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CULT: Manure

In a message dated 4/8/05 6:54:02 PM Eastern Daylight Time, 
jansirisgarden@juno.com writes:

<< Thanks Arnold,  We did add 16-20-0 before planting then have been using
 Miracle Gro Superbloom for the extra phosphorus since Feb. 1 at two week
 intervals.  I'm even seeing some fertilizer burn on the ends so am hoping
 by next season, the manure will have mellowed out and we'll get more
 bloom.  2nd year is always been best for me anyway.  >>

If I may be so bold, if there is a problem here with too lush growth at the 
expense of bloom after resetting, or burn, I don't think that problem arises 
from the use of composted cow manure in the beds. 

Composted manure, cow or horse, is typically only about 2-1-2.5 on the N-P-K 
scale, which I don't consider rich enough to do much of anything, frankly. 
Chicken manure is about 4-3-1, or thereabouts.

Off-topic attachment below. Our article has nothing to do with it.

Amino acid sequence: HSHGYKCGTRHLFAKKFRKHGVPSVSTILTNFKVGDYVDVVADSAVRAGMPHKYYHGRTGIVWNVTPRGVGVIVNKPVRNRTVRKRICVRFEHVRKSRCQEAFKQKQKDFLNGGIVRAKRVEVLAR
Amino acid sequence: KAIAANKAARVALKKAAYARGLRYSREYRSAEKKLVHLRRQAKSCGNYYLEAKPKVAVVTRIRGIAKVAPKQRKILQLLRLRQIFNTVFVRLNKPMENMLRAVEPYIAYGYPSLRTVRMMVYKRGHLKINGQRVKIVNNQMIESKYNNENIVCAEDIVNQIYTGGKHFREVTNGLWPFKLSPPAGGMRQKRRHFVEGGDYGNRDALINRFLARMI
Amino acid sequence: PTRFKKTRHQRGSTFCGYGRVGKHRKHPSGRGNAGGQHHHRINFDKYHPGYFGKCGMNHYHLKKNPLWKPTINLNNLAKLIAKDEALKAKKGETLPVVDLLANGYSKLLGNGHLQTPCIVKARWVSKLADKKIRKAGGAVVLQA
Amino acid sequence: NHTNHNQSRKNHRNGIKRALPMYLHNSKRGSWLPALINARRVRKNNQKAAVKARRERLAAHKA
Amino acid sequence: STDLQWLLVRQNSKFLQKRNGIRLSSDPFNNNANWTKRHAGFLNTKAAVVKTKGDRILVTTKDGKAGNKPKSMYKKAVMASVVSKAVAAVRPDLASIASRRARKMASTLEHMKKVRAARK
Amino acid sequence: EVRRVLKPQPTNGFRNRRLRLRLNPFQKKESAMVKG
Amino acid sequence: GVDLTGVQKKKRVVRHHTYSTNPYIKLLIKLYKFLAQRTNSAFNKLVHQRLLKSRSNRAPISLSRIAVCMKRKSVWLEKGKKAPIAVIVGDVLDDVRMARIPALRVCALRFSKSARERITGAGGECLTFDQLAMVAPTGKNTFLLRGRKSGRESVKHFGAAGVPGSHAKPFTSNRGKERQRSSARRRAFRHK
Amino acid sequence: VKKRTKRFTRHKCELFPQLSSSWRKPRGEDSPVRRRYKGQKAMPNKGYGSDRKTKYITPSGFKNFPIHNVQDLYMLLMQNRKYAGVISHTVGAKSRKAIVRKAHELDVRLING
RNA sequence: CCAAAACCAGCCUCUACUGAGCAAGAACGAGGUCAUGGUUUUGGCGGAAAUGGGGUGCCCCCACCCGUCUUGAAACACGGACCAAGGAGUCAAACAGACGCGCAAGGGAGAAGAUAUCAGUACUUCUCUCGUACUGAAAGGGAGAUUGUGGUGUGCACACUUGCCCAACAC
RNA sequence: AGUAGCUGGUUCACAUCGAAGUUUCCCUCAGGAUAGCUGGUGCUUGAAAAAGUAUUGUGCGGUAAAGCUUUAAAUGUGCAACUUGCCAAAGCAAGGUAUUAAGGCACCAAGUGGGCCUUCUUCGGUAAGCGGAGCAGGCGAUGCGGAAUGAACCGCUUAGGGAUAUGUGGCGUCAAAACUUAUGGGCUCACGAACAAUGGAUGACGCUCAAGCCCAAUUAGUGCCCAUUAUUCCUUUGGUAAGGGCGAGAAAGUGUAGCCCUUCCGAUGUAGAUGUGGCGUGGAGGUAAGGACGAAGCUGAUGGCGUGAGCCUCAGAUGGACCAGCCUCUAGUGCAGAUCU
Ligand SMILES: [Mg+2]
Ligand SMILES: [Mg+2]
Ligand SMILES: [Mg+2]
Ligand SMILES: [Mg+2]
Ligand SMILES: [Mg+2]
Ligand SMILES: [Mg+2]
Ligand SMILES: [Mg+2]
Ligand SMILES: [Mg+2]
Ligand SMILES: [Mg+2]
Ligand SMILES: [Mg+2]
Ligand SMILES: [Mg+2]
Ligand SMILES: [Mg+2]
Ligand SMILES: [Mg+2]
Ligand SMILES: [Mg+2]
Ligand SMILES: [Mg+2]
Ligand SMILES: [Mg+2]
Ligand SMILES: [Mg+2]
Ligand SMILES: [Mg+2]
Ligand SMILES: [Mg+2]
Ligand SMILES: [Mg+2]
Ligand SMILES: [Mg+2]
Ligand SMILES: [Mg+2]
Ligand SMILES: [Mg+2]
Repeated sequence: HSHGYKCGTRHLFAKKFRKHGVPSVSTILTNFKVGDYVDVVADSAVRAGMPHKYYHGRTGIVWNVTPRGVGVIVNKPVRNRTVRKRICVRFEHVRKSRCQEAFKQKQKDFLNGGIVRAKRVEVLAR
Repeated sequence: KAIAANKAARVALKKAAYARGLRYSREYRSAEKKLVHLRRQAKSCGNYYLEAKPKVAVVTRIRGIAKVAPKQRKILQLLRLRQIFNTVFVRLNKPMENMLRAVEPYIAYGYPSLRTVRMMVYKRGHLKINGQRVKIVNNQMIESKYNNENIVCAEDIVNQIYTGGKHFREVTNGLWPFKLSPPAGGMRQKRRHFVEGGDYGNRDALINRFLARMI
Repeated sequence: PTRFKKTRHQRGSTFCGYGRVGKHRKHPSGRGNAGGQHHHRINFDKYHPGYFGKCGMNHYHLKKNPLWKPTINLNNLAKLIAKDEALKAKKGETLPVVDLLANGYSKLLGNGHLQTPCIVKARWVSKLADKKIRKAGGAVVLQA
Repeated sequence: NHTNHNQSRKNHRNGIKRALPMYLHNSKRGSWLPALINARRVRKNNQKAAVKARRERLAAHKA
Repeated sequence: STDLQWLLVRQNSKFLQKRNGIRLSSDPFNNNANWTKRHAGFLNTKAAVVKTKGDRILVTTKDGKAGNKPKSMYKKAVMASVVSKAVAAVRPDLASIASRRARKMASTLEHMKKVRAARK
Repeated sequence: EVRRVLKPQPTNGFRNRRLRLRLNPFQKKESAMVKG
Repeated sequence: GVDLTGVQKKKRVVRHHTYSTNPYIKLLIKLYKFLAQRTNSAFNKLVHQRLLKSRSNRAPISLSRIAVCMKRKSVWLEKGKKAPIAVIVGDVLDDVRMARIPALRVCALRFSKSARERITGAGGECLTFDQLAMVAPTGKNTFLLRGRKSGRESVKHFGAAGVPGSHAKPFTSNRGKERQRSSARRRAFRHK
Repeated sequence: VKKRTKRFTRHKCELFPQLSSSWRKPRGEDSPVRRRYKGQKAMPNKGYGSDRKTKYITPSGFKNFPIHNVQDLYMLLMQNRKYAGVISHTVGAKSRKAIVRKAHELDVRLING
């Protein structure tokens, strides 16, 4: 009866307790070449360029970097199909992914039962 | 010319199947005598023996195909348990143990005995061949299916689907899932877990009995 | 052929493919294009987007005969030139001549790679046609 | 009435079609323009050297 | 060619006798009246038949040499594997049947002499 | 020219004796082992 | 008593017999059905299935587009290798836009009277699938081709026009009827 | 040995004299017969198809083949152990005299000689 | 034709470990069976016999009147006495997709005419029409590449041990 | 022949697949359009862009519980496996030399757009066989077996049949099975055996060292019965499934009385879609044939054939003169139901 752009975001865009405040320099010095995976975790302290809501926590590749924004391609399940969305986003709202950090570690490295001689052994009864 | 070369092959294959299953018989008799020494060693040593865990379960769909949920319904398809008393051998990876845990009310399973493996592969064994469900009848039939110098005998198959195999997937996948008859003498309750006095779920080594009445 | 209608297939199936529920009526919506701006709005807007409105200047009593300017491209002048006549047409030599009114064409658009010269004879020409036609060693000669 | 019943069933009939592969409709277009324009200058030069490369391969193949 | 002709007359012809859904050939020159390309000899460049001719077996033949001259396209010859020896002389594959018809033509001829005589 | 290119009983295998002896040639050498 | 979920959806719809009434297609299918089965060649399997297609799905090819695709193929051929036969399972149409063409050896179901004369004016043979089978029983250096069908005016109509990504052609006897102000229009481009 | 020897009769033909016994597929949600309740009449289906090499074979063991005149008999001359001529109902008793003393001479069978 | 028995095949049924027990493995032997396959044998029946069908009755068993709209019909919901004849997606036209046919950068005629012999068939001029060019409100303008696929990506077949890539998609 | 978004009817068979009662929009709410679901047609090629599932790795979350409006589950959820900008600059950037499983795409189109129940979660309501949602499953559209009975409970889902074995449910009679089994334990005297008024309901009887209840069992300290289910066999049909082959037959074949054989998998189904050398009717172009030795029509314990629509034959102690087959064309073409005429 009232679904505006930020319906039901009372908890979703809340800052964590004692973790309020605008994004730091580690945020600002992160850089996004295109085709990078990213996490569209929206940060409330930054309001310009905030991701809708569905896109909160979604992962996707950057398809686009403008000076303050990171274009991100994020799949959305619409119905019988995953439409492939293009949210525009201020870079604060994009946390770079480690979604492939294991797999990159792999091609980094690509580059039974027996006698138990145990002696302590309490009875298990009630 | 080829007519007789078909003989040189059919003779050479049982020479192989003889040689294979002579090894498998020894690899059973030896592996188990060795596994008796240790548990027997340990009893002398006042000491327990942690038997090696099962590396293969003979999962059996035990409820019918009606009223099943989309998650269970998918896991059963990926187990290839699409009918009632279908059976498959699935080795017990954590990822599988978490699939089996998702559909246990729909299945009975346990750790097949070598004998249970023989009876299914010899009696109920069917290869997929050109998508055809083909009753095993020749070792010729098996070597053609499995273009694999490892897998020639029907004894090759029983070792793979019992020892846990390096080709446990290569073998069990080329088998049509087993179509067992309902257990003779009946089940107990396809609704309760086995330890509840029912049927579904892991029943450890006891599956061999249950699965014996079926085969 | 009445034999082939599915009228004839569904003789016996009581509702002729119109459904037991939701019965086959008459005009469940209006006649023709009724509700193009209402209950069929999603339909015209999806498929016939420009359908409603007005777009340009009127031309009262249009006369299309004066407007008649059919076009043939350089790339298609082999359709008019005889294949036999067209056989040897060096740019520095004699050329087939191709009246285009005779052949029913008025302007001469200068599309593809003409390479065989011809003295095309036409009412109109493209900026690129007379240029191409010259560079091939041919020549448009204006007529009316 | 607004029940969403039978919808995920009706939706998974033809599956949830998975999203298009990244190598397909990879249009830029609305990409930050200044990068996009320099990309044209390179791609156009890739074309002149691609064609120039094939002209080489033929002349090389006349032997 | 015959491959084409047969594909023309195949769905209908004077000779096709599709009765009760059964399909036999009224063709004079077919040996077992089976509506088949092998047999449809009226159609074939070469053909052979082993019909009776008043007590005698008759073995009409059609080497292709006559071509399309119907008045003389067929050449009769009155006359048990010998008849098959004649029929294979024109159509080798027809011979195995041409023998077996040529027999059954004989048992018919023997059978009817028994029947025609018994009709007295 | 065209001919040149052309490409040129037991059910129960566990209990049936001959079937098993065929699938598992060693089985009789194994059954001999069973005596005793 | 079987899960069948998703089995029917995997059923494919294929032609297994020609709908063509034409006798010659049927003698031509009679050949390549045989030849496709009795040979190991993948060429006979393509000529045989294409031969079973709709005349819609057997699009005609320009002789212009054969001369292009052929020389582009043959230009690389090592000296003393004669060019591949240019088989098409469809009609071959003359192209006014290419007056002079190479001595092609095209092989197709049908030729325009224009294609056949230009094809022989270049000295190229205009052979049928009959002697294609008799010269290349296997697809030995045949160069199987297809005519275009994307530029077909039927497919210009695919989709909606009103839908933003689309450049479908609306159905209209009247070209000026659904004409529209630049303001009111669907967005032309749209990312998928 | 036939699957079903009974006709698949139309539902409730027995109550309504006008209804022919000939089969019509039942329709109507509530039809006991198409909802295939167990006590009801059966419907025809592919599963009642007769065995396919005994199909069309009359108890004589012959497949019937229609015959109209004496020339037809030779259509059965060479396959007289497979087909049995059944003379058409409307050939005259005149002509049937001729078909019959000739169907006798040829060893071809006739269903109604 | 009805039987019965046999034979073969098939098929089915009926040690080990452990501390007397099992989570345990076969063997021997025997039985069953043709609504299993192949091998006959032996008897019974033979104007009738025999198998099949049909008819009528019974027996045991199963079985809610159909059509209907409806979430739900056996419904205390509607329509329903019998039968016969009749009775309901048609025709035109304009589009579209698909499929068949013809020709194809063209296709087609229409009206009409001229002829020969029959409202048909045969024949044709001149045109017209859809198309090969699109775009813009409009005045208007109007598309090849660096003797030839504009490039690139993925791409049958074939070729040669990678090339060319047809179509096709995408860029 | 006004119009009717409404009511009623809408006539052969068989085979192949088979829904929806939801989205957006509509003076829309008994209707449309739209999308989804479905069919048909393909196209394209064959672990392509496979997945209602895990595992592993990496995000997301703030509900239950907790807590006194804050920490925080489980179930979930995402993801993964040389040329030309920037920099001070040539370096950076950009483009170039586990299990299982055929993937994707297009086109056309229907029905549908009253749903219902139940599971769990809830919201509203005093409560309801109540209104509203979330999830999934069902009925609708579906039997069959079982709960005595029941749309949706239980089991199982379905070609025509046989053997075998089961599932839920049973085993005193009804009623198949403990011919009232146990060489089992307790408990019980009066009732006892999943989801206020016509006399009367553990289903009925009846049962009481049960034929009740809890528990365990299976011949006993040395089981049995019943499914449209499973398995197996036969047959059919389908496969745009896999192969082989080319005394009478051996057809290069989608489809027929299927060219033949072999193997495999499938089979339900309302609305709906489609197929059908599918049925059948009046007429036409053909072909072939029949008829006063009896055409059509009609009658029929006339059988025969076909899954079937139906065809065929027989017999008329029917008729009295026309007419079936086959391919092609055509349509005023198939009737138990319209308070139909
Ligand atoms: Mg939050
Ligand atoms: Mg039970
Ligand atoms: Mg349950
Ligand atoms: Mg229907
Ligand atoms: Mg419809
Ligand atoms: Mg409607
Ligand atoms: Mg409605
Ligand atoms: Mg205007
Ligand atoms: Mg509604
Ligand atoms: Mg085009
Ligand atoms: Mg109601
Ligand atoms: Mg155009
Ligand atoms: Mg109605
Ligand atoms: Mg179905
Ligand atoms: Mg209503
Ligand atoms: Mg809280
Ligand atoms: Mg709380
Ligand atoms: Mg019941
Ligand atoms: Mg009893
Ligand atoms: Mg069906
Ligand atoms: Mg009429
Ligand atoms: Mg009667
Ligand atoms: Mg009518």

The reason manure from cows is generally not recommended as a component of a 
bearded iris bed is that it may contain bacteria that could lead to rot. Hence 
the recommendation that it be incorporated deeper in the bed so as not to 
come in direct contact with the rhizomes. Horse manure may be less of a problem 
in this regard but may also contain feed seeds which can germinate and so cause 
no end of bother. 

Properly composted manure --as distinct from the raw stuff, the so-called 
aged stuff, or the commercial dried stuff-- is generally considered a pretty 
benign substance, horticulturally speaking, indeed its chief benefit is as a soil 

I don't know much about your growing conditions there, specifically about how 
much stuff you need to pump into that soil to keep the levels of nutrients 
up, and I don't know the particulars of the manure you used, but I'd say you 
might want to consider the possibility that the chemical fertilizers you are 
using are causing problems. 


Anner Whitehead
Richmond VA 
In bloom: Clematis armandii, Epimedium ssp., Helleborus ssp., Heartsease   

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